Solar Impulse 2 will resume its record-breaking solar-powered journey around the world Thursday when it takes off from Hawaii on a 62-hour flight to California.
The plane has had a nine-month layover in Hawaii while the Solar Impulse team fixed damage that occurred during Solar Impulse 2’s historic flight from Japan last year.
Piloted by Bertrand Piccard, the plane will take off from Kalaeloa Airport at 12 p.m. ET on the ninth leg of its odyssey. Solar Impulse 2 is expected to reach Moffett Airfield, Mountain View, Calif. at around 4 a.m. ET Sunday.
“After years of dreaming about flying for several days on, I can't wait to do it for real!” Piccard tweeted Thursday.
Piccard will send a message to world leaders Friday, which is Earth Day, according to the Solar Impulse blog.
The incredible solar-powered trek began in March 2015 when Solar Impulse 2 took off on the first leg of its journey from Abu Dhabi to Oman. Since then, the aircraft has travelled 12,401 miles and spent 254 hours and 58 minutes in the air.
The plane is the brainchild of explorer and Solar Impulse Chairman Piccard, who is taking it in turns with his fellow Swiss pilot Andre Borschberg to fly the aircraft on its journey across the globe.
Borschberg piloted Solar Impulse 2 on the last leg of its journey, landing in Hawaii on July 3 2015 after an epic 4,480-mile, five -day flight. The 118-hour journey shattered the record for longest solar-powered flight in terms of distance and duration, easily surpassing the 1,491-mile, 44-hour record Borschberg set when flying from China to Japan on the previous leg of the trip. Borschberg also broke the record for longest non-stop solo flight without refueling, which previously stood at 76 hours and 45 minutes.
However, the next leg of the journey was delayed for nine months while the Solar Impulse team repaired damage to the plane’s batteries.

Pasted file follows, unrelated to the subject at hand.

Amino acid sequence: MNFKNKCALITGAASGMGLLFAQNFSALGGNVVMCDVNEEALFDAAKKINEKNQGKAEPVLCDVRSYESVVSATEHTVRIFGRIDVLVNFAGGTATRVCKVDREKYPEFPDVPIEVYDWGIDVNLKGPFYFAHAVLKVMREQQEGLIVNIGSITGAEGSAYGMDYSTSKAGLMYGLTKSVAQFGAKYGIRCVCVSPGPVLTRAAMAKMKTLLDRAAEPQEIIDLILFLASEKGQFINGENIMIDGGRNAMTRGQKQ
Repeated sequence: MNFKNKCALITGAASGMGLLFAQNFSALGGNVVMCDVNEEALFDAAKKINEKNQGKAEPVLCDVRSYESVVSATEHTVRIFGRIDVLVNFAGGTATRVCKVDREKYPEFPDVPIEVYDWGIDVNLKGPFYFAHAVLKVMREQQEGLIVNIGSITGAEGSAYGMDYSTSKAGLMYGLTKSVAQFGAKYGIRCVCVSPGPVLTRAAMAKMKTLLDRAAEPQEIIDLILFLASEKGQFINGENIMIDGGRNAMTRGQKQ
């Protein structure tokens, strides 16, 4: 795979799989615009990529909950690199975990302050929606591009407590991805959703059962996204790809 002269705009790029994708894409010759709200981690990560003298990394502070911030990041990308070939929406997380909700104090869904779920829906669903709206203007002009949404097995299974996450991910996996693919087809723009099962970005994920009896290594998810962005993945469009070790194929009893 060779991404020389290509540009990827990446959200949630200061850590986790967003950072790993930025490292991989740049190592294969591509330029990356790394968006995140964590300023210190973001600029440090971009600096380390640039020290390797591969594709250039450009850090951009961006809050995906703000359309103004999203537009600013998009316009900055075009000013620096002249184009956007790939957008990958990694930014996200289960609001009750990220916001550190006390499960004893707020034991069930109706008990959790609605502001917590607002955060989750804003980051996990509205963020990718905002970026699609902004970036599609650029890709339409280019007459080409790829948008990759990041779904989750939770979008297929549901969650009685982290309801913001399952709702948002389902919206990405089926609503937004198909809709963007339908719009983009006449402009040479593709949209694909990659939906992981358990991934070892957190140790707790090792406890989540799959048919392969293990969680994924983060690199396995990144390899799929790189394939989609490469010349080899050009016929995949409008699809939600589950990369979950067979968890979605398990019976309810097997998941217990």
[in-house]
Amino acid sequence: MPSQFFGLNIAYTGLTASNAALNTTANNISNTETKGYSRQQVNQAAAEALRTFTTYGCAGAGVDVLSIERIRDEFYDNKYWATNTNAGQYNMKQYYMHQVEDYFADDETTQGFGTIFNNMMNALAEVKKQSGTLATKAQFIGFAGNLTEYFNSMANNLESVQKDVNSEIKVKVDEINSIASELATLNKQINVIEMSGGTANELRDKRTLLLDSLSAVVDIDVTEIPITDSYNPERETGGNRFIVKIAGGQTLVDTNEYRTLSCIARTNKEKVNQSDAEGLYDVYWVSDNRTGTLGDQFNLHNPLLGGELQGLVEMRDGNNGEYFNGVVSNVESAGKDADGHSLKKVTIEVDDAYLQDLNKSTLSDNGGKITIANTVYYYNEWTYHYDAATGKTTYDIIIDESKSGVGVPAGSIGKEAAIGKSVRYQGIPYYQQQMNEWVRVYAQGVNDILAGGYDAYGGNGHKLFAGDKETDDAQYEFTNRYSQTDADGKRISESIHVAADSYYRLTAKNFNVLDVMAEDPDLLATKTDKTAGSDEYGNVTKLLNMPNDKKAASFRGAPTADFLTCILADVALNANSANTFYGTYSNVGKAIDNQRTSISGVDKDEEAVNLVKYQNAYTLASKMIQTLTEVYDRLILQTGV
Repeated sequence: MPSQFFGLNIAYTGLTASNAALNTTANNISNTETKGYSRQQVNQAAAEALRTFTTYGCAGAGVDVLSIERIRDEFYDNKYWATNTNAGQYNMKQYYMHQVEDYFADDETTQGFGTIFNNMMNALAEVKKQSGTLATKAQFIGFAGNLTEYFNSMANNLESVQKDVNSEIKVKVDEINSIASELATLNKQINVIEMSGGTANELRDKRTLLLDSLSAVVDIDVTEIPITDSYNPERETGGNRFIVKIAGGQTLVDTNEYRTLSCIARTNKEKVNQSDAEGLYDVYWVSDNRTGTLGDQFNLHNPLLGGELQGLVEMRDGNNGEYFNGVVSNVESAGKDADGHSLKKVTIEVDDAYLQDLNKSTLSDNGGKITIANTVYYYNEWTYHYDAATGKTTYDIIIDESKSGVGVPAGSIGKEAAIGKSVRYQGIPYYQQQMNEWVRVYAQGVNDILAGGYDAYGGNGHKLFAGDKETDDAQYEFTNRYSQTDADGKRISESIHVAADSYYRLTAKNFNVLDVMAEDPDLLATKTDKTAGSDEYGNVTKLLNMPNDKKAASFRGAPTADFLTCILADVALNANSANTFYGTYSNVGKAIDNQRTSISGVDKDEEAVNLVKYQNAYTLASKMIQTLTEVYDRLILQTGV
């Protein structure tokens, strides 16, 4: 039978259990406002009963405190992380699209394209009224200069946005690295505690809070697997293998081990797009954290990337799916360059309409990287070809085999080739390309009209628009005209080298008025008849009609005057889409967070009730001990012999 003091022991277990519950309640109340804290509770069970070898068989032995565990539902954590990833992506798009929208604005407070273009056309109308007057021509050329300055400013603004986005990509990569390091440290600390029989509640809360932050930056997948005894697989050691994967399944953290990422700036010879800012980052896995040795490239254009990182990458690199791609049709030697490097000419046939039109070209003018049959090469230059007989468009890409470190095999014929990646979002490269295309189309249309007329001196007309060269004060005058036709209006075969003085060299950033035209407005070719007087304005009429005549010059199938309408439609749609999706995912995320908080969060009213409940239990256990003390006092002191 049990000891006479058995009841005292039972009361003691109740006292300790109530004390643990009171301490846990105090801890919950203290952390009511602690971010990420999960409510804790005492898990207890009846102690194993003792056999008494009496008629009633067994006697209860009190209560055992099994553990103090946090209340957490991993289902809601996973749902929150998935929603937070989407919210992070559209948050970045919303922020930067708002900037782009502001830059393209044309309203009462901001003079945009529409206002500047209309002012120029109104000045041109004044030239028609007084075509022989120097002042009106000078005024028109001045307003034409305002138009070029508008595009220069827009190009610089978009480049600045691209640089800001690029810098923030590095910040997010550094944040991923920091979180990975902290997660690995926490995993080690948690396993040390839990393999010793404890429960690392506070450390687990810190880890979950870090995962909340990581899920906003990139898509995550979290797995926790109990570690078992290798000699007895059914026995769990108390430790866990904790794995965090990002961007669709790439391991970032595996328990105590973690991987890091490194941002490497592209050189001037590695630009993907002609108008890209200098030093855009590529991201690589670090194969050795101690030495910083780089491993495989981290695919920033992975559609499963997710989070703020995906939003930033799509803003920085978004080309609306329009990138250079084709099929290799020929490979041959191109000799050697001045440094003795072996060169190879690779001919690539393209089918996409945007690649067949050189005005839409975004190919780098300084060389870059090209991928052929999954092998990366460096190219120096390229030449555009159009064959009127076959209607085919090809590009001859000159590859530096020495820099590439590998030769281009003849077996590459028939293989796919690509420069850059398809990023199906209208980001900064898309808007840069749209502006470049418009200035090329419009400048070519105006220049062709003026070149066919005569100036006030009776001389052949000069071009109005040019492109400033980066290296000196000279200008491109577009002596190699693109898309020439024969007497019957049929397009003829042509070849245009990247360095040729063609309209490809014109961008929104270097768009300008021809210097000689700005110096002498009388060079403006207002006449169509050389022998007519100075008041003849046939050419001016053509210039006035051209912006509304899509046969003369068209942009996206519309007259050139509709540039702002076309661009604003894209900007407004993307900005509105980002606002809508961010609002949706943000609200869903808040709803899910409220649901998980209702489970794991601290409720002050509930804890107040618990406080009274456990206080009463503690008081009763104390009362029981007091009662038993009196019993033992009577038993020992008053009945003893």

The flight from Japan to Hawaii posed huge mental and physical challenges for Borschberg. The former Swiss military pilot navigated difficult weather conditions and battled exhaustion in the plane’s cramped cockpit, which is too small to stand in.
Solar Impulse 2, a larger version of a single-seat prototype that first flew six years ago, is made of carbon fiber and has 17,248 solar cells built into the wing that supply the plane with renewable energy, via four motors. The solar cells recharge four lithium polymer batteries, which provide power for night flying.
The aircraft typically flies between 30 mph and 40 mph, although this can increase and decrease significantly depending on wind speed.
Last year Piccard told FoxNews.com that Solar Impulse 2 proves the potential of renewable energy and clean technology. “This was my vision when I created that project – it was to have an airplane that can fly with no fuel,” he said. “This is fantastic, to prove that clean technology can achieve [the] impossible.”
The Solar Impulse chairman also believes that the solar plane could spark increased interest in technologies such as LED lights and electric cars, as well as lightweight vehicles.
After flying from Abu Dhabi to Oman, Solar Impulse 2 stopped in India, Myanmar and Nanjing, China, en route to an unscheduled stop in Nagoya, Japan. The plane originally left Nanjing, China, for Hawaii, but diverted to Japan because of unfavorable weather.
After reaching California Solar Impulse 2 is slated to make stops in the midwest and New York before flying over the Atlantic Ocean. It will then stop in southern Europe or North Africa, depending on weather conditions, before ending its epic journey in Dubai.
Follow James Rogers on Twitter @jamesjrogers
The Associated Press contributed to this report